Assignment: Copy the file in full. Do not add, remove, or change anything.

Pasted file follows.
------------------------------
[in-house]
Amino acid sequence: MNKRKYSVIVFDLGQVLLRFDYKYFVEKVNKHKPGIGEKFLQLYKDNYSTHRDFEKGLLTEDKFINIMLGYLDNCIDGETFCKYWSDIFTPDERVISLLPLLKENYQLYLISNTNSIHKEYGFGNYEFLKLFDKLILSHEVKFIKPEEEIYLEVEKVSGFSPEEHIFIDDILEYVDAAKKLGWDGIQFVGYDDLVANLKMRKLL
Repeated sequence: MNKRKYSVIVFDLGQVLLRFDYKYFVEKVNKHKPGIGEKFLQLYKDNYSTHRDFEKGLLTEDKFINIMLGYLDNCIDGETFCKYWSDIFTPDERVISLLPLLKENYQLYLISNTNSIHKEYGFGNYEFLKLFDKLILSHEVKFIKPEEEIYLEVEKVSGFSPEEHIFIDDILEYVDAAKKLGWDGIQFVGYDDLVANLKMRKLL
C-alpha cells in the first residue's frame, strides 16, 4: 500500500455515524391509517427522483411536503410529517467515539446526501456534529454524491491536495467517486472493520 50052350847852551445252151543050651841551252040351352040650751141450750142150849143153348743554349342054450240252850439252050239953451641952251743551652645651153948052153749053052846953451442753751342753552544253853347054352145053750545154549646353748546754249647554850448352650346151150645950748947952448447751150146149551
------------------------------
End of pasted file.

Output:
[in-house]
Amino acid sequence: MNKRKYSVIVFDLGQVLLRFDYKYFVEKVNKHKPGIGEKFLQLYKDNYSTHRDFEKGLLTEDKFINIMLGYLDNCIDGETFCKYWSDIFTPDERVISLLPLLKENYQLYLISNTNSIHKEYGFGNYEFLKLFDKLILSHEVKFIKPEEEIYLEVEKVSGFSPEEHIFIDDILEYVDAAKKLGWDGIQFVGYDDLVANLKMRKLL
Repeated sequence: MNKRKYSVIVFDLGQVLLRFDYKYFVEKVNKHKPGIGEKFLQLYKDNYSTHRDFEKGLLTEDKFINIMLGYLDNCIDGETFCKYWSDIFTPDERVISLLPLLKENYQLYLISNTNSIHKEYGFGNYEFLKLFDKLILSHEVKFIKPEEEIYLEVEKVSGFSPEEHIFIDDILEYVDAAKKLGWDGIQFVGYDDLVANLKMRKLL
C-alpha cells in the first residue's frame, strides 16, 4: 500500500455515524391509517427522483411536503410529517467515539446526501456534529454524491491536495467517486472493520 50052350847852551445252151543050651841551252040351352040650751141450750142150849143153348743554349342054450240252850439252050239953451641952251743551652645651153948052153749053052846953451442753751342753552544253853347054352145053750545154549646353748546754249647554850448352650346151150645950748947952448447751150146149551